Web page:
Often, after watching a film I would wonder, what is the magic of film that creates a masterpiece? What makes a film so special? I can NOT say I have a clear answer to that yet, but what I do know after working tirelessly on our film is that a ginormous amount of work goes into every single film, every single minute of every single scene, every single frame; lots of effort, time, finances, meetings, people, artists, thoughts, props, heart, blood & soul, go into every second of every piece of footage shot. Eight months ago, I sat with Arnon (director) talking about this project, wondering, how in the world can we make this happen? How can we cross this humongous bridge with only a dream? Is it really possible? How can it be done? We sat together for hours, day after day, sipped LOTS of coffee, tea and chocolate milk, and planed endlessly, creating a budget, a time frame, a schedule; modifying, revising, clarifying, pushing meeting after meeting, not relenting! By every means, it was not an easy process and no easy task. But today I felt proud; a feeling that was gripping. Literally! Today, as I watched Arnon for the first time on the set, sitting with these amazing actors, in the boardroom, directing this new film, I had a sense of calm, a feeling of awe, knowing that every minute, every meeting, and every effort that went into this project was so truly worth it. These are really exciting days for me! – Israel Orange, Producer.

Reflections: Day One

Things are running like clockwork. Here's how I know:

Yesterday, we did a "tech scout" ("tech recce" is another term for it), basically me visiting our locations with the DP, AD, producer, making sure we have a sense of how to tackle them when the time comes.

Our office hallway location was nice, but there were stirrings of trouble. By the time we got home from the trip, an email awaited us: the major Jewish association that owns the building and that coordinates the financing for the organizations housed therein decided they didn't want to have anything to do with our film, so, we can't shoot there.

You'd think a major Jewish organization would be interested in supporting Jewish artists, especially when those artists are tackling such important subjects as anti-Semitism and bigotry. But no, they didn't want to make waves. Fine.

What does this have to do with us running like clockwork?

Today, I showed up on the set for our first rehearsal. The actors arrived, and we got started. We worked 'til lunch, took a break, and worked some more, refining and polishing the lively banter that characterizes so much of this film. Eventually, five o'clock rolled by. Actors went home, and things got quiet.

I sat down with our DP, Rich Waganer, and with our production coordinator, Stacie Jones Gentzler, to talk through the day. While I was working with the actors, they were busily discussing solutions to our location problem. They presented me with options, we picked one, and that was that!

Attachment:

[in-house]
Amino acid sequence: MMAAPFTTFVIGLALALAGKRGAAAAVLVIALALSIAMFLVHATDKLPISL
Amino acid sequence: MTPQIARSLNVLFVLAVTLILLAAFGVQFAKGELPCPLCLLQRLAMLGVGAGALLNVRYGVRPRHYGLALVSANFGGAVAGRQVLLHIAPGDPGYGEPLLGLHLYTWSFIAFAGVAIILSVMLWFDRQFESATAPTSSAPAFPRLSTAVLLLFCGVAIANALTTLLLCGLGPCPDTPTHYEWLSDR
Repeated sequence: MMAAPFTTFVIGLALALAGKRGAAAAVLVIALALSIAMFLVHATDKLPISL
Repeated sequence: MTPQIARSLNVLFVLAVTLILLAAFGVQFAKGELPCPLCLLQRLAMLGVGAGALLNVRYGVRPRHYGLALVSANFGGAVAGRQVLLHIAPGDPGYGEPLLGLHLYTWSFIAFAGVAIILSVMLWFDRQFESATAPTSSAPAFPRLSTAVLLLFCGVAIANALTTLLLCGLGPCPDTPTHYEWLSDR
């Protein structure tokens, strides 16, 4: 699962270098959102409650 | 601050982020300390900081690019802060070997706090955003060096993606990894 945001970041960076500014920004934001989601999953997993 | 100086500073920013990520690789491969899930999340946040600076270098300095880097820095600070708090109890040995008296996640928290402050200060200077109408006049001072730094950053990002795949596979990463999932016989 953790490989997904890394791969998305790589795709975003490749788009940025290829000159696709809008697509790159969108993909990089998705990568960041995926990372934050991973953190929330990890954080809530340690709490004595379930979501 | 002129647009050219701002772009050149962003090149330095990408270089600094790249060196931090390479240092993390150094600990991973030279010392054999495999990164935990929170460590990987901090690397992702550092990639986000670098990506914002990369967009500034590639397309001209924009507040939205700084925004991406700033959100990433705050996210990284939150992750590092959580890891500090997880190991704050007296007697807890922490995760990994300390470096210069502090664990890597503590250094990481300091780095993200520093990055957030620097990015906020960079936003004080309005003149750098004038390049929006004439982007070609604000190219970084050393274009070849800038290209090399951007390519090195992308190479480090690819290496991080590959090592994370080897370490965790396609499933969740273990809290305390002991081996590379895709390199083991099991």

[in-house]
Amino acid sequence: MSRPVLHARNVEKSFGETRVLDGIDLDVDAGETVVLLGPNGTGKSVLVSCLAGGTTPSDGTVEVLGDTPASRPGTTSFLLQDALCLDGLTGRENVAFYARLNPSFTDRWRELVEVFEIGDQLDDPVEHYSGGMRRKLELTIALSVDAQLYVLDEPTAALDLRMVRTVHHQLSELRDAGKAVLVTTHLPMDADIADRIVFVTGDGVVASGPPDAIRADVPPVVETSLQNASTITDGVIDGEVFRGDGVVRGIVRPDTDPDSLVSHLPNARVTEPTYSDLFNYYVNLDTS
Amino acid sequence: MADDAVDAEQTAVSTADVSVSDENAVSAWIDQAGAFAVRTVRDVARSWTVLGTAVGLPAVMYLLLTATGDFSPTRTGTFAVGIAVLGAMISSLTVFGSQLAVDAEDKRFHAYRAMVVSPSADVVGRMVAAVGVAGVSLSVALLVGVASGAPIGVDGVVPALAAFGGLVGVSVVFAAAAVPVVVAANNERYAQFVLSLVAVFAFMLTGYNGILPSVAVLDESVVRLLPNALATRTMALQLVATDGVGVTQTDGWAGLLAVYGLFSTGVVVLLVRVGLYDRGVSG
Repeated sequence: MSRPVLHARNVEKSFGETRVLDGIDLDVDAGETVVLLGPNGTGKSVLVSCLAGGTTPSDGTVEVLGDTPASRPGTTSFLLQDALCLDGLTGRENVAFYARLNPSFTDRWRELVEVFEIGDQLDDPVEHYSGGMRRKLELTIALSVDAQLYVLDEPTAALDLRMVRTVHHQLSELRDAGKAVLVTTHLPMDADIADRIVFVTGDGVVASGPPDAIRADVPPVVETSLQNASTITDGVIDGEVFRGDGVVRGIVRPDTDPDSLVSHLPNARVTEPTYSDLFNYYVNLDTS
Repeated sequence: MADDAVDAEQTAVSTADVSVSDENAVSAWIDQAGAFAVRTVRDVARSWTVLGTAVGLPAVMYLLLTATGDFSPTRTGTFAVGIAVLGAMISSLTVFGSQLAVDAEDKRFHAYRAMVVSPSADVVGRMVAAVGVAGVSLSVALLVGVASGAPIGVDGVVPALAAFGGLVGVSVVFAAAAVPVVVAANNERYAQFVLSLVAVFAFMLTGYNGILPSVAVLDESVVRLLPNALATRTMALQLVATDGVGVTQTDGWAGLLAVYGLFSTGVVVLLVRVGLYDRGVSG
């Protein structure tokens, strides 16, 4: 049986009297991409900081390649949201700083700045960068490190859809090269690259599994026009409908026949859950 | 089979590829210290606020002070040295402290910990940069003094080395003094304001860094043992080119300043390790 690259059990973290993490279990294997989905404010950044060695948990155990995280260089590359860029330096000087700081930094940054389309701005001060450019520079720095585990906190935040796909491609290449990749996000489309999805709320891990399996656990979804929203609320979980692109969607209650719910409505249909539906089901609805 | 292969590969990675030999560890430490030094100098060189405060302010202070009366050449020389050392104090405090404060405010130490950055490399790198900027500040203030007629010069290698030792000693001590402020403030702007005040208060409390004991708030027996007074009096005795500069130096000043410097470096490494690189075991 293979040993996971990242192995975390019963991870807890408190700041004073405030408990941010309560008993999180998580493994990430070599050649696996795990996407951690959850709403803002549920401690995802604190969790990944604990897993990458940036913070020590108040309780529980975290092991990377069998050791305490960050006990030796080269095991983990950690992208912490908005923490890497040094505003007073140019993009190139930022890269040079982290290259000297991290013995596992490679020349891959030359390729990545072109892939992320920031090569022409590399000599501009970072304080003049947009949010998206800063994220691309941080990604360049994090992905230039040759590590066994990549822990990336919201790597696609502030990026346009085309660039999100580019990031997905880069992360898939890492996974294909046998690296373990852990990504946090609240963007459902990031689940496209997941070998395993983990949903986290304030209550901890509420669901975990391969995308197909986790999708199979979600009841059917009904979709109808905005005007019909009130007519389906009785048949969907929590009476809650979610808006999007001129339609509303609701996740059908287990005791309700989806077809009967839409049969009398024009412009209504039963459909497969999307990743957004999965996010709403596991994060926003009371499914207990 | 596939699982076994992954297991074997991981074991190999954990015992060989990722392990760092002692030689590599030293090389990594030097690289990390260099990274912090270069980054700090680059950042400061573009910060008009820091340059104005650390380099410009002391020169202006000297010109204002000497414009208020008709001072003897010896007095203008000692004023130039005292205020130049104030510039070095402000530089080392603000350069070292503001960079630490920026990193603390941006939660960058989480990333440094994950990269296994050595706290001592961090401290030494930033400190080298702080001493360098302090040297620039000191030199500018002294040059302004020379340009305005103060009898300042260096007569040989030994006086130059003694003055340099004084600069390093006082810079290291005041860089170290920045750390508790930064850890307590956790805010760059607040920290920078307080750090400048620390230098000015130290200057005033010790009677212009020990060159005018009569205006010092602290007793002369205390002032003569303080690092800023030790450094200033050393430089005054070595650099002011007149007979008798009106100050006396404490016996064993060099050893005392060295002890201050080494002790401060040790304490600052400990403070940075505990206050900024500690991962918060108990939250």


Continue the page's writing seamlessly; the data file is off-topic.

Losing a location just days before the shoot can be very hard to recover from for a little indie film. Since we've got so much of the project's needs already lined-up, and since we have the right people on board, ready to tackle any challenge the moment it presents itself, we were able to recover very quickly, without missing a beat. For me, the amazing revelation is that I didn't really have to do anything. I could trust my producer, my production coordinator, and the rest of the team to step in and solve the problem while I was busy with the rehearsals themselves.

I've never been able to pull myself away from parts of a production like that before. Making short films, I've always had to wear every hat, and to be the chief troubleshooter for every department (mostly because there weren't really departments, just well-meaning folks lending a hand). This isn't to belittle all the fantastic people I've worked with before, of course! It's just that somehow, here, our team seems to have formed in such a way that everyone can independently work to support the production. People are solving problems, troubleshooting, addressing issues, and making things happen without too much of a push from the top. The best part is, we seem to all be making the same movie.

I couldn't ask for anything more from my team. I'm looking forward to the collaborative adventure that the next few weeks have in store.

-Arnon Shorr

Tuesday, October 5, 2010

On the Verge

As we creep closer and closer to the start of production, I've been doing my best to keep a level head about everything. I don't want to get too excited -- the movie isn't a movie yet, and it won't be a movie for a while. There's still lots of work to be done before we get to that point.

But, yesterday, I had a brief emotional moment when I walked in to the studio. The set, its walls built up, its paint dry, with some pieces of furniture already in place, looked fantastic. What's more, it looked like all the sketches, models and diagrams that have been floating around my apartment for the past several months. When I walked in to that set for the first time, I couldn't contain the sense that 'this is really happening'.

There's something very powerful about building and shooting in a set. So far, almost everything I've worked on has involved shooting on-location, with minimal adjustments to the rooms being used. Now, for the first time, I've been able to dictate the dimensions and demeanor of the space, and through that, of the film itself. I determined (with help, of course), the colors (which are very intentional, and meant to go entirely un-noticed), the shapes, the very furnishings of the space that encompasses so much of this story. I won't know 'til the film is ready if I've done it right, but it's thrilling to know that on this film, more than any I've shot before, will consist entirely of products of the combined imaginations of my team -- products that I need to coordinate for the screen.

Tomorrow, when the actors step in to that space for their first rehearsal, I'll really get a taste of what I've been preparing for all these months. Think I'll be on cloud 9? It'll be far below me. But of course, there's more work to be done. It's not a movie yet!